Wednesday, 27 February 2013


Cian Healy's successful appeal against his ban for stamping on Dan Cole's leg makes a mockery of the whole disciplinary process.

He has, effectively, received a one match international ban for a gratuitous stamp that could have broken a fellow player's ankle.

The original disciplinary panel attempted to ensure that Healy missed at least 2 Six Nations matches by extending Healy's 3 week ban over 4 weeks but their attempt to manipulate the regulations was in itself a breach of their powers - hence Healy's availability to play France next up.

It strikes me that there is a straightforward solution. If a chargeable offence is committed playing international rugby, then any ban should apply to only international rugby - 3 international matches would have, rightly, ruled Healy out the rest of the Six Nations but would have allowed him to play for his club/province (who arguably should not suffer from offences committed when not on their watch). Likewise any ban suffered playing club rugby should not necessarily apply to international rugby.


1 comment:

Barney Davis said...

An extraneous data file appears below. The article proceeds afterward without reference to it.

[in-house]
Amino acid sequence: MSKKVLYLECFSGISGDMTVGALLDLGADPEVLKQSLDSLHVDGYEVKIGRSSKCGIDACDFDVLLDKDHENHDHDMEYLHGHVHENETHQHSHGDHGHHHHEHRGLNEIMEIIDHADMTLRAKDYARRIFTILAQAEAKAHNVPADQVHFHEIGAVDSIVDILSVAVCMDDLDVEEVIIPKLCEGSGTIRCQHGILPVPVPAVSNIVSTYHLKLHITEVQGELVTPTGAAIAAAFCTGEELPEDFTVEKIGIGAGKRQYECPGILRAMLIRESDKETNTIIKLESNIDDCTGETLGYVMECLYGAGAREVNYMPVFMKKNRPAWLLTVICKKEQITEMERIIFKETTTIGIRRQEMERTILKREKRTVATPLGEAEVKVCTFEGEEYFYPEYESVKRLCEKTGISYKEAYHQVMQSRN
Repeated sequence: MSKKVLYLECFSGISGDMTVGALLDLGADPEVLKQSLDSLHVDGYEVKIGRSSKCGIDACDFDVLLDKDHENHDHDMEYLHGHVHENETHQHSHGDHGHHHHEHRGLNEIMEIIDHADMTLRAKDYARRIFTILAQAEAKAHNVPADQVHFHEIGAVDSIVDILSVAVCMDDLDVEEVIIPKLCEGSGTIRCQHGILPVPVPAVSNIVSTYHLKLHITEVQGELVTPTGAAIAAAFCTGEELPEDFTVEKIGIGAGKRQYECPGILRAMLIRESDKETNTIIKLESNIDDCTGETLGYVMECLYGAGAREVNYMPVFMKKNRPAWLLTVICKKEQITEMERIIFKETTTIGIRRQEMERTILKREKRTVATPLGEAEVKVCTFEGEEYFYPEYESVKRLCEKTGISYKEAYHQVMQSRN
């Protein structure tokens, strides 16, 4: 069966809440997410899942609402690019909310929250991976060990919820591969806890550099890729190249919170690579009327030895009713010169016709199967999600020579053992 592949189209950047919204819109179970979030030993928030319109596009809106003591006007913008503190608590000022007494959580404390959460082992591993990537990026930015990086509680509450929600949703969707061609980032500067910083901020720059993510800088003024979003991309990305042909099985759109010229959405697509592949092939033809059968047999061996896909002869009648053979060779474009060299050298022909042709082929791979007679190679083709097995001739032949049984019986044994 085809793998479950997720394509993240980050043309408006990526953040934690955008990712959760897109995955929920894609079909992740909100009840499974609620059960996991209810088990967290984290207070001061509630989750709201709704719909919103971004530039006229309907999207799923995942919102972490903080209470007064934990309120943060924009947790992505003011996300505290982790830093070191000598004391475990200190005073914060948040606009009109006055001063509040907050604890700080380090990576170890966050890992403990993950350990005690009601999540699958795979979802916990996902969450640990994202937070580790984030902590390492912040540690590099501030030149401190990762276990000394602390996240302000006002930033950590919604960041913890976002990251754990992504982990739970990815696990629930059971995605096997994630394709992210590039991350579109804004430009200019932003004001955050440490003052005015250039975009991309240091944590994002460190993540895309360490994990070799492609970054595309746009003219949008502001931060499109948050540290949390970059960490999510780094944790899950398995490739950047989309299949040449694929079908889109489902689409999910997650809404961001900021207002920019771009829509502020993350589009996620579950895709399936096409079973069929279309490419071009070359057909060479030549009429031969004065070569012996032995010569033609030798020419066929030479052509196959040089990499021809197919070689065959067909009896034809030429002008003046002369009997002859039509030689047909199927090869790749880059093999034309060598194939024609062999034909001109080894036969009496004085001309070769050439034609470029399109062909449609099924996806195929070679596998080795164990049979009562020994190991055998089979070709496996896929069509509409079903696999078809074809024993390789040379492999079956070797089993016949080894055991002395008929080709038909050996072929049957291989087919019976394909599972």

While it is a miscarriage of justice that Healy has been able to get away with this offense, I do not agree that offenses should only apply to the level committed on.

If a player does something like this at club level, then his ban should also prevent him representing his country as well. If he has been denied the right to represent his club due to a disciplinary action, then why should a player still be allowed the greater honor of representing his country?

However, I do understand your point that an international ban should not be eaten by the club, although he is the club's player and they are partly responsible for his actions as well. If a player cannot be trusted to behave, as much as can be done on a rugby pitch, then they should not invest time and money on him.

A more fair option, perhaps, would be for the disciplinary committee to expressly determine which matches a player be banned from. In this case, the committee would specifically indicate the Ireland v. France match as the one Healy will be banned from, whereas in other situations he would be banned from club level instead, in such cases as a serious enough offense or a prolonged period without international opportunity.